Moreover, there are plenty of women who do not broadcast the sordid details of their sexual experiences; they are often vilified for having the same sexual desires and urges as men anyway. Women are damned if they do, damned if they don’t in that way. Can we not be children and pretend the “silence is golden” rule would cancel out misogyny and patriarchy? The sooner we do, the faster we can have adult conversations about the way women and men are judged differently on their sex lives.

Since then, I have seen these same talking points posted across social media—majorly from men, but there have been some women echoing this, too. Remember kids: women can be victims of patriarchy, too. They are just as wrong.

To her credit, Amber Rose has done a very good job of explaining her intentions with SlutWalk. On the site, the event is listed as the promotion of “a zero tolerance policy on all hateful language, racism, sexism, ableism, fat-shaming, transphobia, or any other kind of bigotry.”

Read more at EBONY

Share on FacebookTweet about this on TwitterShare on Google+Email this to someone
Share on FacebookTweet about this on TwitterShare on Google+Email this to someone

When I found out that Timbaland had signed the highly buzzed Tink to his label, Mosley Music Group, I was excited. If you heard her mixtapes, Winter’s Diary 1 and 2, or anything she released via her SoundCloud at the time, you knew the Chicago teen had something special to her. Something, that if cultivated and shared correctly, could give hip-hop a much-needed new female star.

Given his statute, Timbaland is certainly capable of helping Tink become that star. He is the man who took Aaliyah to a heightened level of creativity; Justin Timberlake into superstardom; artists like Keri Hilson, Nelly Furtado, and others to have their moments.

Later, I heard the first Timbaland-produced offering from Tink, “Around the Clock,” and thought about some of the other acts who found less success with Timbaland—namely Ms. Jade. Then I became afraid not long after. If you’re under the age of 25, you presumably haven’t the slightest clue about the Philadelphia native or her one and only major studio album, Girl Interrupted.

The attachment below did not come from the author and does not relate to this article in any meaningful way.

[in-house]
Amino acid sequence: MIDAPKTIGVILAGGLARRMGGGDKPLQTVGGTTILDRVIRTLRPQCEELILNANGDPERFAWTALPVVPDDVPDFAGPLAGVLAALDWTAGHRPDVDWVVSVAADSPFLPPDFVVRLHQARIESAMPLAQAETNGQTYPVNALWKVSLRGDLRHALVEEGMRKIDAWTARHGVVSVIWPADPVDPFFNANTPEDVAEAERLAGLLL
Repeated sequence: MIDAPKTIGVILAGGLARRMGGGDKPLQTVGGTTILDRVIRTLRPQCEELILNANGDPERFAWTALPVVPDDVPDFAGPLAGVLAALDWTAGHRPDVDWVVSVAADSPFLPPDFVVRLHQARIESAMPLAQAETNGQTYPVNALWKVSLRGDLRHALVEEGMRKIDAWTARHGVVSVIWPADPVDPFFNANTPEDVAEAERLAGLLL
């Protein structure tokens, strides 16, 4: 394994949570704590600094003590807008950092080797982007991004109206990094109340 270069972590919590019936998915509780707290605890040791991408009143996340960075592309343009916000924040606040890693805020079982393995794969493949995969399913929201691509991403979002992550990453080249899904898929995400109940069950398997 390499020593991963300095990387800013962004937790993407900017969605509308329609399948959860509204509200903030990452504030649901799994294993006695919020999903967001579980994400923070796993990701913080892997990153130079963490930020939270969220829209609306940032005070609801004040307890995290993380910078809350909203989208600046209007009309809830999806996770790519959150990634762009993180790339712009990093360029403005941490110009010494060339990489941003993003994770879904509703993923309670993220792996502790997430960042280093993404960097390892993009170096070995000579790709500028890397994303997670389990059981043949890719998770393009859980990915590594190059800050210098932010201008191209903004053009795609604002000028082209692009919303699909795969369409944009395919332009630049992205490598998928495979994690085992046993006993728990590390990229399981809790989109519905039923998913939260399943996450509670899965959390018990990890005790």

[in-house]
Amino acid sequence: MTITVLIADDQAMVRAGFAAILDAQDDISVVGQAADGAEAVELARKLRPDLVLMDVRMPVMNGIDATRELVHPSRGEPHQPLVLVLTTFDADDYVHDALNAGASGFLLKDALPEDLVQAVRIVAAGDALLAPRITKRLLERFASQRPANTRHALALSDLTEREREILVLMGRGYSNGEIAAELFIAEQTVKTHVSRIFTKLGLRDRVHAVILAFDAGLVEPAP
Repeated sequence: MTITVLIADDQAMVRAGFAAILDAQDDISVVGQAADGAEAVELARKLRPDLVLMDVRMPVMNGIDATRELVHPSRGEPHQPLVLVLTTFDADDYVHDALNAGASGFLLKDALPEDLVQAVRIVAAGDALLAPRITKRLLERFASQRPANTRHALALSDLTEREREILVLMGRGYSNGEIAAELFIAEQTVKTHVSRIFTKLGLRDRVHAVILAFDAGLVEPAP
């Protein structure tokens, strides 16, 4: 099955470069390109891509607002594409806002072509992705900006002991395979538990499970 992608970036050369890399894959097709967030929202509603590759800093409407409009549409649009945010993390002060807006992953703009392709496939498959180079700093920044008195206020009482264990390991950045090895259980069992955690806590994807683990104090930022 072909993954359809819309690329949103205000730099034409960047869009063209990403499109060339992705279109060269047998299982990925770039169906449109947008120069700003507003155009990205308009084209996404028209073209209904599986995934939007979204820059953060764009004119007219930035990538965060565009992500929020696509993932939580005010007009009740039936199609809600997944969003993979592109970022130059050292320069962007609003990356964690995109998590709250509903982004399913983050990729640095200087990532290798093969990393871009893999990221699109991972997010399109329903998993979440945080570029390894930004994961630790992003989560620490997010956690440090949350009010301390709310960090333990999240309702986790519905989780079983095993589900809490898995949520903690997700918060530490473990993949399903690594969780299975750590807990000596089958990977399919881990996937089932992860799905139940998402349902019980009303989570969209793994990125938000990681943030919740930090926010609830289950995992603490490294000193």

While promoting the 2002 album, Ms. Jade said of her music: “Most music has a message, and as an artist I wanted to throw that out there. I’m a real person, and I know what it’s like going through stuff like relationships and working hard. It’s cool to dance, but you also have to let people know that you work hard for what you’ve got.”

I couldn’t help but notice the similarities when I read Tink tell CR Fashion Book recently, “I feel like I’m the voice for my generation, especially for women. My album is a day in the life of a normal human being, and that’s why I know it’s going to connect because I’m not dancing around the truth.”

Though one could rightly argue that this sort of phrasing is standard, the two do have the commonality in trusting the same man to achieve that mission. And I am beginning to think both may be wrong in doing so. Timbaland’s musical legacy cannot be denied, nor would I try to say otherwise as a major fan. Still, sometimes two good people don’t mesh well together.

As of now, Tink has released a few songs with Timbaland and the results have been mixed at best.

Read the rest at Complex.

Share on FacebookTweet about this on TwitterShare on Google+Email this to someone
Share on FacebookTweet about this on TwitterShare on Google+Email this to someone